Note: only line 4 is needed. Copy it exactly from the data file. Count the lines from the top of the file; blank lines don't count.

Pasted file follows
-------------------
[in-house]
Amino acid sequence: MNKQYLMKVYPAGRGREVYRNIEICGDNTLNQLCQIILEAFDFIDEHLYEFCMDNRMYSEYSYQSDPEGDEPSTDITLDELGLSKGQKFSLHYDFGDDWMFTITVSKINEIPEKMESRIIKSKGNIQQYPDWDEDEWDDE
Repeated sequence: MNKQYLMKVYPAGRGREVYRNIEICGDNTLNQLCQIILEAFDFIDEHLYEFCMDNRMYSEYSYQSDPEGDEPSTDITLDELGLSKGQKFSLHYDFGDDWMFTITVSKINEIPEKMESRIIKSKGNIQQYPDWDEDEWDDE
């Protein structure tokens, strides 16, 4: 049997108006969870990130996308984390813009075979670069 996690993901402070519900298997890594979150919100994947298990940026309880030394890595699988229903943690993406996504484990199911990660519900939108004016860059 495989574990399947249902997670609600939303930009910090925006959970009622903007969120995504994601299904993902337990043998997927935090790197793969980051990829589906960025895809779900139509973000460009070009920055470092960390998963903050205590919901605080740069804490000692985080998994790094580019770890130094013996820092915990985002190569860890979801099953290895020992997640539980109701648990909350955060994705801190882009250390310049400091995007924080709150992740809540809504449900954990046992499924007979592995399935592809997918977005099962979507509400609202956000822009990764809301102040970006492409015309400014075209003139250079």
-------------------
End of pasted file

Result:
């Protein structure tokens, strides 16, 4: 049997108006969870990130996308984390813009075979670069 996690993901402070519900298997890594979150919100994947298990940026309880030394890595699988229903943690993406996504484990199911990660519900939108004016860059 495989574990399947249902997670609600939303930009910090925006959970009622903007969120995504994601299904993902337990043998997927935090790197793969980051990829589906960025895809779900139509973000460009070009920055470092960390998963903050205590919901605080740069804490000692985080998994790094580019770890130094013996820092915990985002190569860890979801099953290895020992997640539980109701648990909350955060994705801190882009250390310049400091995007924080709150992740809540809504449900954990046992499924007979592995399935592809997918977005099962979507509400609202956000822009990764809301102040970006492409015309400014075209003139250079």